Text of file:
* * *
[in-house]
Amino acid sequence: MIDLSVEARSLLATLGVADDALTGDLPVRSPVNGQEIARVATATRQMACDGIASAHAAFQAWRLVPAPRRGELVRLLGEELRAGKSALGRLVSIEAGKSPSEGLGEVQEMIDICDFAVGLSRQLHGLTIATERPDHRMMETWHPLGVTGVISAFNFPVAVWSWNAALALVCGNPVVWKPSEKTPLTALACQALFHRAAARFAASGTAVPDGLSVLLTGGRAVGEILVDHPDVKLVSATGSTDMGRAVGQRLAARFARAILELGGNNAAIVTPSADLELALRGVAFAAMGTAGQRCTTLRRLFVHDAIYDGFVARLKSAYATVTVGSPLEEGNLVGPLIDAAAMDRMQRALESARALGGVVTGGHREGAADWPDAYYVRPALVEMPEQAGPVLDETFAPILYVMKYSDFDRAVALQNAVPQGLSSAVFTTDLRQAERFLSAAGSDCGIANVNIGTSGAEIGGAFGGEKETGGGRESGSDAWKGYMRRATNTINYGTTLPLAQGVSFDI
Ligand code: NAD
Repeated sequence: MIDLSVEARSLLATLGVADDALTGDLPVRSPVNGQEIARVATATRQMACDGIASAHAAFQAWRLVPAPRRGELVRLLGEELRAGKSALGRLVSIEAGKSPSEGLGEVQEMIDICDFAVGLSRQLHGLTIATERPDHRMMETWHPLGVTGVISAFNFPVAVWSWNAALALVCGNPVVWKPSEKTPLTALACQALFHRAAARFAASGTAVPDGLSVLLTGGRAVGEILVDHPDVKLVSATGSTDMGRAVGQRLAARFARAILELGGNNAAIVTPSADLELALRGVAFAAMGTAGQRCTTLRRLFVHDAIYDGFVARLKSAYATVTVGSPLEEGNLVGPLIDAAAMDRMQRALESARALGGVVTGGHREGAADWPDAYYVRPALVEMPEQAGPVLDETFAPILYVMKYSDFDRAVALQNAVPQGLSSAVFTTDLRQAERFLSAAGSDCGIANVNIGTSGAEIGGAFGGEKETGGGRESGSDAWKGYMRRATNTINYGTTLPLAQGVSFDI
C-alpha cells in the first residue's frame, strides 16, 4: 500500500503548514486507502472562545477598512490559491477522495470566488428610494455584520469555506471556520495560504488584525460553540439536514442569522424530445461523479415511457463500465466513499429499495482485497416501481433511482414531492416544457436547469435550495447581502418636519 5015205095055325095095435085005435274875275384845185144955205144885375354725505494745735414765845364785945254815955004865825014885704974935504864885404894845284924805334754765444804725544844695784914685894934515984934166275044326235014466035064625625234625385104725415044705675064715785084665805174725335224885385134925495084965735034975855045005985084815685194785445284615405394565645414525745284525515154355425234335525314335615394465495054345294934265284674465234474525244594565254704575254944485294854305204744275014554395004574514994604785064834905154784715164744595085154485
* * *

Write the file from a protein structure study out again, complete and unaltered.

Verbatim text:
[in-house]
Amino acid sequence: MIDLSVEARSLLATLGVADDALTGDLPVRSPVNGQEIARVATATRQMACDGIASAHAAFQAWRLVPAPRRGELVRLLGEELRAGKSALGRLVSIEAGKSPSEGLGEVQEMIDICDFAVGLSRQLHGLTIATERPDHRMMETWHPLGVTGVISAFNFPVAVWSWNAALALVCGNPVVWKPSEKTPLTALACQALFHRAAARFAASGTAVPDGLSVLLTGGRAVGEILVDHPDVKLVSATGSTDMGRAVGQRLAARFARAILELGGNNAAIVTPSADLELALRGVAFAAMGTAGQRCTTLRRLFVHDAIYDGFVARLKSAYATVTVGSPLEEGNLVGPLIDAAAMDRMQRALESARALGGVVTGGHREGAADWPDAYYVRPALVEMPEQAGPVLDETFAPILYVMKYSDFDRAVALQNAVPQGLSSAVFTTDLRQAERFLSAAGSDCGIANVNIGTSGAEIGGAFGGEKETGGGRESGSDAWKGYMRRATNTINYGTTLPLAQGVSFDI
Ligand code: NAD
Repeated sequence: MIDLSVEARSLLATLGVADDALTGDLPVRSPVNGQEIARVATATRQMACDGIASAHAAFQAWRLVPAPRRGELVRLLGEELRAGKSALGRLVSIEAGKSPSEGLGEVQEMIDICDFAVGLSRQLHGLTIATERPDHRMMETWHPLGVTGVISAFNFPVAVWSWNAALALVCGNPVVWKPSEKTPLTALACQALFHRAAARFAASGTAVPDGLSVLLTGGRAVGEILVDHPDVKLVSATGSTDMGRAVGQRLAARFARAILELGGNNAAIVTPSADLELALRGVAFAAMGTAGQRCTTLRRLFVHDAIYDGFVARLKSAYATVTVGSPLEEGNLVGPLIDAAAMDRMQRALESARALGGVVTGGHREGAADWPDAYYVRPALVEMPEQAGPVLDETFAPILYVMKYSDFDRAVALQNAVPQGLSSAVFTTDLRQAERFLSAAGSDCGIANVNIGTSGAEIGGAFGGEKETGGGRESGSDAWKGYMRRATNTINYGTTLPLAQGVSFDI
C-alpha cells in the first residue's frame, strides 16, 4: 500500500503548514486507502472562545477598512490559491477522495470566488428610494455584520469555506471556520495560504488584525460553540439536514442569522424530445461523479415511457463500465466513499429499495482485497416501481433511482414531492416544457436547469435550495447581502418636519 5015205095055325095095435085005435274875275384845185144955205144885375354725505494745735414765845364785945254815955004865825014885704974935504864885404894845284924805334754765444804725544844695784914685894934515984934166275044326235014466035064625625234625385104725415044705675064715785084665805174725335224885385134925495084965735034975855045005985084815685194785445284615405394565645414525745284525515154355425234335525314335615394465495054345294934265284674465234474525244594565254704575254944485294854305204744275014554395004574514994604785064834905154784715164744595085154485